Apr. 14, 2014
Atomic force microscopy (AFM) has become a promising tool for manipulating nano-objects to fabricate nano-structures or nano-devices. However, there are still some challenges facing the development of an AFM based robotic nanomanipulation system, such as the uncertainties associated with AFM tip and nanoparticles, the single point force and interaction between the tip and nanoparticles, and the parameter calibration of models being used. This work was published in IEEE Nanotechnology Magazine.
moreMar. 25, 2014
PML researchers have devised an idea for determining the three-dimensional shape of features as small as 10 nanometers wide. The model-based method compares data from scanning electron microscope (SEM) images with stored entries in a library of three dimensional (3D) shapes to find a match and to determine the shape of the sample. The work provides a powerful new way to characterize nanostructures.
moreMar. 20, 2014
The term a "brighter future" might be a cliché, but in the case of ultra-small probes for lighting up individual proteins, it is now most appropriate. Researchers at the U.S. Department of Energy (DOE)'s Lawrence Berkeley National Laboratory (Berkeley Lab) have discovered surprising new rules for creating ultra-bright light-emitting crystals that are less than 10 nanometers in diameter. These ultra-tiny but ultra-bright nanoprobes should be a big asset for biological imaging, especially deep-tissue optical imaging of neurons in the brain.
moreMar. 06, 2014
Munich-based nanotechnology specialist attocube took over the majority share in Neaspec by mid-February. Neaspec - a company based in Martinsried close to Munich - specializes in developing scanning near-field optical microscopes (SNOM).
moreFeb. 13, 2014
Oxford Instruments, a provider of high-technology tools for industry and research has recently acquired Andor. Andor is a supplier of high performance cameras, microscope systems and software for the physical science and life science industries. Andor will continue to focus on growing their existing core markets and will spearhead Oxford Instruments strategic expansion into the Nano-Bio arena.
moreFeb. 03, 2014
Development of advanced materials relies on a detailed understanding of nanoscale morphology and mechanical properties. Atomic Force Microscopy (AFM) has become a key tool in material science by providing this information. Contact Resonance imaging has emerged as a powerful AFM technique for its ability to quantitatively characterize the viscoelastic response of materials, its applicability to a wide range of materials, and its ability to provide this information quickly and at high resolution.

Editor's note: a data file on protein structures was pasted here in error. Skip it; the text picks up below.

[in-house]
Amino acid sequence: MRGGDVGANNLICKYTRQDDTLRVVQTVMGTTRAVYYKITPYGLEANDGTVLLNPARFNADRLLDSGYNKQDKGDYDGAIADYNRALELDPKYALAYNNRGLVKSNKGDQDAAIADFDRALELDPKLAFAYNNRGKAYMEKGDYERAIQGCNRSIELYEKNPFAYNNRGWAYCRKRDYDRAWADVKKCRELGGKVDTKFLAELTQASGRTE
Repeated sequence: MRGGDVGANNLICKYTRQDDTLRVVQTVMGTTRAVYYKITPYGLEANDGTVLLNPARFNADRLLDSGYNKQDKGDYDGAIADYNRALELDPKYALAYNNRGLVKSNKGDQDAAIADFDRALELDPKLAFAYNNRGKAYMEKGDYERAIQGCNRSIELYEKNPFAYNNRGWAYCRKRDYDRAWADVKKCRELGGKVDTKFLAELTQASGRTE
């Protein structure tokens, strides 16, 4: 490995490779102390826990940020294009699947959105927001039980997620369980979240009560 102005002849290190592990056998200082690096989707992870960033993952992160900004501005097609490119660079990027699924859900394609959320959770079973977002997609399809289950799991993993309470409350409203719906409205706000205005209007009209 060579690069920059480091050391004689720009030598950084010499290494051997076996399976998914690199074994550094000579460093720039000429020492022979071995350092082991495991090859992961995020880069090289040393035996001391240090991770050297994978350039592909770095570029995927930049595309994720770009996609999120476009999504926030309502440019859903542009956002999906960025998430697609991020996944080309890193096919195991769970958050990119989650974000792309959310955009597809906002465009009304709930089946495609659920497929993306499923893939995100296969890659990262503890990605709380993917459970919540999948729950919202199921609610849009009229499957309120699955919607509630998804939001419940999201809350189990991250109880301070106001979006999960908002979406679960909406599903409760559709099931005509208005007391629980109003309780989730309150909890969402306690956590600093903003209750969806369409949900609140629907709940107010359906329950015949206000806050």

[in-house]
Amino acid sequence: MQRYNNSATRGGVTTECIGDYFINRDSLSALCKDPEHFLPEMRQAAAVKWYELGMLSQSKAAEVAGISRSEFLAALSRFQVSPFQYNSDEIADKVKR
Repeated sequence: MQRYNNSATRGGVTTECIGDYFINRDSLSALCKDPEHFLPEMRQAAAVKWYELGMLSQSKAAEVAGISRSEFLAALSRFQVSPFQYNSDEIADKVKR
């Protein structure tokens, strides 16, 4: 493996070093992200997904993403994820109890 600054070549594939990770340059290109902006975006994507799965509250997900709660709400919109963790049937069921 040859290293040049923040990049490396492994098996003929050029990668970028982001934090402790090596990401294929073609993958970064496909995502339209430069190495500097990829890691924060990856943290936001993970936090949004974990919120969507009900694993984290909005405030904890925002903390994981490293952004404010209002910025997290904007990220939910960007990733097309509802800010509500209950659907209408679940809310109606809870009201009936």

moreJan. 27, 2014
When capturing images at the atomic scale, even tiny movements of the sample can result in skewed or distorted images - and those movements are virtually impossible to prevent. Now microscopy researchers at North Carolina State University have developed a new technique that accounts for that movement and eliminates the distortion from the finished product.
moreJan. 14, 2014
The efficiency of the new method is based on a X-ray focussing optics being firmly fixed to the object to be imaged. While this approach initially provides a blurry image, this can be focussed in the computer based on the hologram information. At the same time, the rigid connection between the object and the focussing optics elegantly solves the problem of vibration induced jitter that plays an enormous role at the nanometre scale.
moreJan. 03, 2014
The global microscopes market and related accessories industry is suggested to have reached a value of around US-$ 3.8 billion at the end of 2012, and is estimated to reach a total of over US-$ 4 billion during 2013. By 2018, the industry is forecast to hit a value of US-$ 5.4 billion, and is suggested to grow at a CAGR growth rate of around 6% between 2013 and 2018.
moreDec. 19, 2013
In collaboration with the University of Basel, an international team of researchers has observed a strong energy loss caused by frictional effects in the vicinity of charge density waves. The researchers vibrated the nanometer-sized tip of an atomic force microscope above the surface of a layered structure of niobium and selenium atoms. This may have practical significance in the control of nanoscale friction. The results have been published in the scientific journal Nature Materials.